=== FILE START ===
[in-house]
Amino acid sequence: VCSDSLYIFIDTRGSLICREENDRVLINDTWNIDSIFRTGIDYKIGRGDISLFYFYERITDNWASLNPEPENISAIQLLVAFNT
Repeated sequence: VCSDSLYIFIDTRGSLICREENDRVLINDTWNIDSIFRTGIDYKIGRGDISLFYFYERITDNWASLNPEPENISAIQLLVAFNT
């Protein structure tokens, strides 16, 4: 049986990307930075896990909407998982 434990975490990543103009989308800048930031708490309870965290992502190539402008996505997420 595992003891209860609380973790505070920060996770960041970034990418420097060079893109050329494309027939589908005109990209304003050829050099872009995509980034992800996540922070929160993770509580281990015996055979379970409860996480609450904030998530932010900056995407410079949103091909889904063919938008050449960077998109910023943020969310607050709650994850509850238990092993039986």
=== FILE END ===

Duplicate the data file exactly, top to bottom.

[in-house]
Amino acid sequence: VCSDSLYIFIDTRGSLICREENDRVLINDTWNIDSIFRTGIDYKIGRGDISLFYFYERITDNWASLNPEPENISAIQLLVAFNT
Repeated sequence: VCSDSLYIFIDTRGSLICREENDRVLINDTWNIDSIFRTGIDYKIGRGDISLFYFYERITDNWASLNPEPENISAIQLLVAFNT
């Protein structure tokens, strides 16, 4: 049986990307930075896990909407998982 434990975490990543103009989308800048930031708490309870965290992502190539402008996505997420 595992003891209860609380973790505070920060996770960041970034990418420097060079893109050329494309027939589908005109990209304003050829050099872009995509980034992800996540922070929160993770509580281990015996055979379970409860996480609450904030998530932010900056995407410079949103091909889904063919938008050449960077998109910023943020969310607050709650994850509850238990092993039986």